Age-related changes in hormone levels can have a significant impact on brain func-tion, a finding confirming the suspicions of many women.
Barbara Sherwin, James McGill Professor of Psychology, has found the loss of estrogen that starts around the time of menopause is linked to mood swings and a measurable decline in memory function. The good news is that estrogen therapy should mitigate those symptoms.
Though the link between memory loss and menopause had long been suspected, it was uncertain whether the change in brain function was a result of shifts in hormone levels or simply age.
Sherwin’s study controlled for age by studying women of an average age of 36 years who had been prescribed an estrogen-suppressing drug, leuprolide acetate depot, to treat gynecological conditions. Sherwin and her lab gave memory tests to these patients before and after their estrogen levels had been suppressed. Test scores declined considerably following the drug treatment compared to a control group.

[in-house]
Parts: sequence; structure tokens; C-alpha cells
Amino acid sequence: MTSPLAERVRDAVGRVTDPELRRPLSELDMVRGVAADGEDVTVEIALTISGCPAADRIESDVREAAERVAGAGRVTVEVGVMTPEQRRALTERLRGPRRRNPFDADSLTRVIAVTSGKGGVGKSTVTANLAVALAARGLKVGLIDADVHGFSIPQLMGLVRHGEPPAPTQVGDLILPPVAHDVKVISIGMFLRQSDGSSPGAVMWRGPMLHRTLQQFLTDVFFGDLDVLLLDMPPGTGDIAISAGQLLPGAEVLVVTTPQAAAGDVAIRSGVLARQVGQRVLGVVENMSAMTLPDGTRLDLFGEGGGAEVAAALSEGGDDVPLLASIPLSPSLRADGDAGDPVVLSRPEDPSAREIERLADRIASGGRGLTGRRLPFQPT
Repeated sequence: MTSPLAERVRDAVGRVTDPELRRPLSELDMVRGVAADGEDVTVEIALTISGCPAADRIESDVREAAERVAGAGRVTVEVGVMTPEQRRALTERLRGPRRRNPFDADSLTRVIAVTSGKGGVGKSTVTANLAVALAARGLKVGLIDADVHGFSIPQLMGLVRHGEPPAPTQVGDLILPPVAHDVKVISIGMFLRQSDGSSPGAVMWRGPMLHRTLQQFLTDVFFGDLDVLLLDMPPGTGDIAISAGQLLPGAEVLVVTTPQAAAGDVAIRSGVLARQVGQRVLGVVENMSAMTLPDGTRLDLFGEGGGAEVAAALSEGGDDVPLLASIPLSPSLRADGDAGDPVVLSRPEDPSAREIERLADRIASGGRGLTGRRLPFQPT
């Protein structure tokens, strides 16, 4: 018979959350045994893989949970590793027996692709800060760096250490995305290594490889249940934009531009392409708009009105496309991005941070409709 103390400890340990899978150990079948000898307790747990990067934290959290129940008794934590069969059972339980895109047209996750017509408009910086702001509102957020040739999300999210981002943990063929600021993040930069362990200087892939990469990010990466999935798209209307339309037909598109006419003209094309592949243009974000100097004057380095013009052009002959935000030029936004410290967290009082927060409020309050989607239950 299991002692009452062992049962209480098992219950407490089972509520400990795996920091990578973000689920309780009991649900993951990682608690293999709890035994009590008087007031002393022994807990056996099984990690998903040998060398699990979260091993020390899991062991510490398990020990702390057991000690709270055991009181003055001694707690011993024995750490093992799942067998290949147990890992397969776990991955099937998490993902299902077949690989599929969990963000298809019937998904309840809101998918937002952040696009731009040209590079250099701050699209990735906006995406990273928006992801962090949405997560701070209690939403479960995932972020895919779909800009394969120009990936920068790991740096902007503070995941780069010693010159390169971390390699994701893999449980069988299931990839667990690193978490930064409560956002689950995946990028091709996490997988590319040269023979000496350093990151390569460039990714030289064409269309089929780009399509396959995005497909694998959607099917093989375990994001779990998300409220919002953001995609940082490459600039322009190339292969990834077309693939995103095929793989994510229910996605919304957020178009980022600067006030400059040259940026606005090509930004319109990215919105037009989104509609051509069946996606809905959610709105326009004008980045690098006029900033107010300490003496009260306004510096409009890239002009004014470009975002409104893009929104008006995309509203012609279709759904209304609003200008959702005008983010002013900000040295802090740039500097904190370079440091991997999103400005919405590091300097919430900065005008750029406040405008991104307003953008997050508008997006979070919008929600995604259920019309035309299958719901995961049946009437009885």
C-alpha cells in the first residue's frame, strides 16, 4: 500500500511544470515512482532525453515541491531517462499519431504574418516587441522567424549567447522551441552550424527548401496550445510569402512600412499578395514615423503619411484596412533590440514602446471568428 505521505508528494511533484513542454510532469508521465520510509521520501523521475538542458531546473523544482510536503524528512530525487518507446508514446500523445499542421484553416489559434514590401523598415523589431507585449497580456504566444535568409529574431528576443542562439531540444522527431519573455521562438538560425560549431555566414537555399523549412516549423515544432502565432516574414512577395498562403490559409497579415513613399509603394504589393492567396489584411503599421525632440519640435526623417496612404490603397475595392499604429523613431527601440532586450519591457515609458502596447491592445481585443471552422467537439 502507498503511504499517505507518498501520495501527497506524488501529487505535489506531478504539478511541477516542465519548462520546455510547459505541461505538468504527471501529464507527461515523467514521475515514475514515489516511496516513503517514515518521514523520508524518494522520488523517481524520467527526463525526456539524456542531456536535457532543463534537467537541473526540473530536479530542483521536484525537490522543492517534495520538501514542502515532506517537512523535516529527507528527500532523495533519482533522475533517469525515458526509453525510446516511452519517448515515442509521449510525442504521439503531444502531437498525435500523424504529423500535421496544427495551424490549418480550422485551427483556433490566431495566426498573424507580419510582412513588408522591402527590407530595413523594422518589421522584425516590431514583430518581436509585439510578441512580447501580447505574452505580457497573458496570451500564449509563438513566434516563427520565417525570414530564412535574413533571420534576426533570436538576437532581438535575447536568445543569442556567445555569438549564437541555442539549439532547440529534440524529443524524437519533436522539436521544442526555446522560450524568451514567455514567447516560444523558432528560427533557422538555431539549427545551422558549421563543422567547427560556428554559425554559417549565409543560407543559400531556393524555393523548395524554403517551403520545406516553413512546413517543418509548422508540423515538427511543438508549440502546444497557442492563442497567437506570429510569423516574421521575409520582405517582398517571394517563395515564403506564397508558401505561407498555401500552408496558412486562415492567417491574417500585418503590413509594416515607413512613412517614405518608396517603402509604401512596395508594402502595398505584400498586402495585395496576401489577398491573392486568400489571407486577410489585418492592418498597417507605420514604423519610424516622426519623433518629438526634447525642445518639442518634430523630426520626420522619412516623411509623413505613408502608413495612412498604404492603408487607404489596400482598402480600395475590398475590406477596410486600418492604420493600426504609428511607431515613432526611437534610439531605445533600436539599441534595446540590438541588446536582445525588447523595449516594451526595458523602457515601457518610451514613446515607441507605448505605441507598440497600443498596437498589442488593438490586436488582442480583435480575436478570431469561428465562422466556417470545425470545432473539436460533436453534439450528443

The results indicate that working memory is a function that is protected by estrogen and suggest that women who take estrogen around the time of menopause will be somewhat protected from the decline in memory that occurs with normal aging.
Barbara Sherwin’s research is funded in part through the Canadian Institutes of Health Research.